Quality of Life Research

, Volume 13, Issue 8, pp 1489-1493

First online:

Development and Testing of the Japanese Version of the Migraine-Specific Quality of Life Instrument

  • Sadayoshi OhbuAffiliated withDepartment of Neurology, Yokohama Municipal Citizen's Hospital
  • , Hisaka IgarashiAffiliated withDepartment of Medicine, Kitasato University
  • , Hiroyuki OkayasuAffiliated withDivision of Neurology, St. Luke's International Hospital
  • , Fumihiko SakaiAffiliated withDepartment of Medicine, Kitasato University
  • , Joseph GreenAffiliated withGraduate School of Medicine, University of Tokyo
  • , Richard F HellerAffiliated withSchool of Epidemiology and Health Sciences, School of Medicine, University of Manchester
  • , Shunichi FukuharaAffiliated withDepartment of Epidemiology and Health Care Research, Kyoto University Graduate School of Medicine and Public Health
  • , Donald L. PatrickAffiliated withUniversity of Washington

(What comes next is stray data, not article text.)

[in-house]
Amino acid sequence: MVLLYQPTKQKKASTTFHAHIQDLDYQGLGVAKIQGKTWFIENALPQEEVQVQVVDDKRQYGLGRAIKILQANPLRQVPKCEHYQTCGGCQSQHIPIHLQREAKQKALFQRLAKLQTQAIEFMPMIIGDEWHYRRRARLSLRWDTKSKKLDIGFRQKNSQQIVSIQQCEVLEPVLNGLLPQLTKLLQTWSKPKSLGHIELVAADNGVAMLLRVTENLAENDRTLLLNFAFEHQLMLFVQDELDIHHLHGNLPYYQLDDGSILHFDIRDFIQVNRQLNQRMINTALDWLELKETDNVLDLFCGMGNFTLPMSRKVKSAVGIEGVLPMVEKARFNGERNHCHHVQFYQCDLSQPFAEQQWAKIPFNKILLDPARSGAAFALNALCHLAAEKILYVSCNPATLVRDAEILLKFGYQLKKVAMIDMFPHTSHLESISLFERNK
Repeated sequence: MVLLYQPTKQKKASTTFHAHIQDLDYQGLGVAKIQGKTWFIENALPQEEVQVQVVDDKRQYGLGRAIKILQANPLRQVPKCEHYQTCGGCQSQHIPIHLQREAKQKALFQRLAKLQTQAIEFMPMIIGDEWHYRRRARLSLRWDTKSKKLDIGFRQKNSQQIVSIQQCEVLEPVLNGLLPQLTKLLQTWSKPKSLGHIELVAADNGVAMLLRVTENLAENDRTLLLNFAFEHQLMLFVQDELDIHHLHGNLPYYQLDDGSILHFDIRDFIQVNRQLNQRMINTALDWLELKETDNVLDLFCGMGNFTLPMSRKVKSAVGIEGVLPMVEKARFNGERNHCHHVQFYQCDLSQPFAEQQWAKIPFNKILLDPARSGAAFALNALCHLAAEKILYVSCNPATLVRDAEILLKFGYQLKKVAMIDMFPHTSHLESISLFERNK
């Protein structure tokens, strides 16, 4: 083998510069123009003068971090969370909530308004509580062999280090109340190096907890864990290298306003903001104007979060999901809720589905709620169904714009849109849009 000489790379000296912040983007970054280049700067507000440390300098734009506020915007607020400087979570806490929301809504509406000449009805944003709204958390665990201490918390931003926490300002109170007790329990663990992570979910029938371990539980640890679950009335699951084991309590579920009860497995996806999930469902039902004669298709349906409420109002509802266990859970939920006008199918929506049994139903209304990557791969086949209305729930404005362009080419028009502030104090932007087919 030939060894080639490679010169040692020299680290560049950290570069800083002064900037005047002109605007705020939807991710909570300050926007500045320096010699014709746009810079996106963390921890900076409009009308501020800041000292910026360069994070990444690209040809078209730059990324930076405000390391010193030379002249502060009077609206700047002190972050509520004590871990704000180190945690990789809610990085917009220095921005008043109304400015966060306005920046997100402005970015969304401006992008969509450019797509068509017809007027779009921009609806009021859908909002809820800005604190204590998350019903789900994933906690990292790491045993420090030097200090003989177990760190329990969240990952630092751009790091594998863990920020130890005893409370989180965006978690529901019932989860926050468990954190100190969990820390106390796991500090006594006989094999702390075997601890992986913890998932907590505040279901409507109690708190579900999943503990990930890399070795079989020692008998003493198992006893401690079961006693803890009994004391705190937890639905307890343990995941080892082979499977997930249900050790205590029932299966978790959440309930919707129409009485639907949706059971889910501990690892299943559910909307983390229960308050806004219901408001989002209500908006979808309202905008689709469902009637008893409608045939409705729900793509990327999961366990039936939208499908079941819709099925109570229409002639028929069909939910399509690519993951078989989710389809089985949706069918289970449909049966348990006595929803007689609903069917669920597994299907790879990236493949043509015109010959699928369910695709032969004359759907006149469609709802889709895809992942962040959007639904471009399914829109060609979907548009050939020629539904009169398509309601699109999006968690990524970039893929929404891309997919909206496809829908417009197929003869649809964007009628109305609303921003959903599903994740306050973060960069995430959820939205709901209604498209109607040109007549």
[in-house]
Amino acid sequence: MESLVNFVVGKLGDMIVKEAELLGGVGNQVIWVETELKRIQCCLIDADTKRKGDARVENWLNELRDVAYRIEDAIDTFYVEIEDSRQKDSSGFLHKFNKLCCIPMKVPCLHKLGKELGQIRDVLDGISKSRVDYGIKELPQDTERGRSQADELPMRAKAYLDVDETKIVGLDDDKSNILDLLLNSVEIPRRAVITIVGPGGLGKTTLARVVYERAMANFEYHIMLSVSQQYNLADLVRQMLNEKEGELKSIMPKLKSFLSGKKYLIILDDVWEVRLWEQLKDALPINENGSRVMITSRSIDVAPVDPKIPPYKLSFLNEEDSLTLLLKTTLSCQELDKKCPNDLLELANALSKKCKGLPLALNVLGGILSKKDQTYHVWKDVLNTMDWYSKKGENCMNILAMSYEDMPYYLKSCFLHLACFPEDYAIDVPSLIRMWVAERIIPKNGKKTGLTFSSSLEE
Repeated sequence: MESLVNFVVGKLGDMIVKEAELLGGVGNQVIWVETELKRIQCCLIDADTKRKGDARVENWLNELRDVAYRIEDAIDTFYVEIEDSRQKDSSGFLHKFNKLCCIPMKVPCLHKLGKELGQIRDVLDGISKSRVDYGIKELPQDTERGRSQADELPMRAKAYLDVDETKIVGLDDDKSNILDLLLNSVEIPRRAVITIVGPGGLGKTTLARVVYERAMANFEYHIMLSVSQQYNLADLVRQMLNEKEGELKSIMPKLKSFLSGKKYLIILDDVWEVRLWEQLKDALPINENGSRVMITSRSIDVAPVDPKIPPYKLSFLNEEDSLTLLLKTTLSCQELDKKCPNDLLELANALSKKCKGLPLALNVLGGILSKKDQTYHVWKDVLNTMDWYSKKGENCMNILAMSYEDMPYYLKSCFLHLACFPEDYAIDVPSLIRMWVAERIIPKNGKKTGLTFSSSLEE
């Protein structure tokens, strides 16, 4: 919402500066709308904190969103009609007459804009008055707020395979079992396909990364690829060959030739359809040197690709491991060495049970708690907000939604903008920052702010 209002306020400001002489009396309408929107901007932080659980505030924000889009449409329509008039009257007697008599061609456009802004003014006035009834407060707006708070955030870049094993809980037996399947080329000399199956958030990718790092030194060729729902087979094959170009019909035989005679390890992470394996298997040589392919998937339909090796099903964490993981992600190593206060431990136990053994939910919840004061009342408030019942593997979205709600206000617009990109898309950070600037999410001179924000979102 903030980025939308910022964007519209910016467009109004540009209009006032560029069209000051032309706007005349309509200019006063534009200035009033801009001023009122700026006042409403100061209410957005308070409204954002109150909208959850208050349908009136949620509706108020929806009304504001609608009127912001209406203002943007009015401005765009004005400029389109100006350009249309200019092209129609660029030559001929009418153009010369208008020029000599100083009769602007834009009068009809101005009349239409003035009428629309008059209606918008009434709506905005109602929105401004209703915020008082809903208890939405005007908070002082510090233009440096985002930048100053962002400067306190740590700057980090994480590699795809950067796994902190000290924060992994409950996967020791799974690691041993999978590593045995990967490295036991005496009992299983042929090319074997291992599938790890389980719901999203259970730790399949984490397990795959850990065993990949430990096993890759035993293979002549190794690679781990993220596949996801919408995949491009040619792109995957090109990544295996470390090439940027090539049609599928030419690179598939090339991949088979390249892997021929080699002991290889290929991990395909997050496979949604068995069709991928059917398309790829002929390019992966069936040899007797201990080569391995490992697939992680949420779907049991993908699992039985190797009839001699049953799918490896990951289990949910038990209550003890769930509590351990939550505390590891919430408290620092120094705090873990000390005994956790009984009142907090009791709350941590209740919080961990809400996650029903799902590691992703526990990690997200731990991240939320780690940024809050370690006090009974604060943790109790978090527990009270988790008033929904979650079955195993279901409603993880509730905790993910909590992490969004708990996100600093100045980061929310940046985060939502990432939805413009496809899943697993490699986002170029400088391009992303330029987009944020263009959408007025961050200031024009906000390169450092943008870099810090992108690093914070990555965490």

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We developed and tested a version of the migraine-specific quality of life (MSQOL) instrument for use in Japan. The MSQOL was translated into Japanese, evaluated by physicians and nurses who has experienced migraine headaches, "backtranslated", approved by the author of the original version, and tested in 70 outpatients with migraine. There were no ceiling or floor effects. All three subscales were found to be internally consistent:α≥ 0.76. The patients' scores were similar to those reported in the user's manual, with the exception of a difference of about 11 points on the Avoidance Behaviors subscale. Some correlations between MSQOL scores and SF-36 scores were statistically significant, although none exceeded 0.52. Linear associations between some measures of symptoms and some MSQOL scales were statistically significant, but those associations were consistent neither for the two kinds of symptom reports (severity and frequency) nor across all MSQOL subscales. Low MSQOL scores in early 1999 correlated with more return visits for medication and with greater amounts of triptan (anti-migraine) medication in 2001 and 2002. Overall, we interpret these results as indicating that, while they cannot be used as substitutes for reports of symptoms, scores on the Japanese version of the MSQOL can be used to assess the impact of migraine headaches on patients' lives.

Headache Migraine Quality of life (QOL)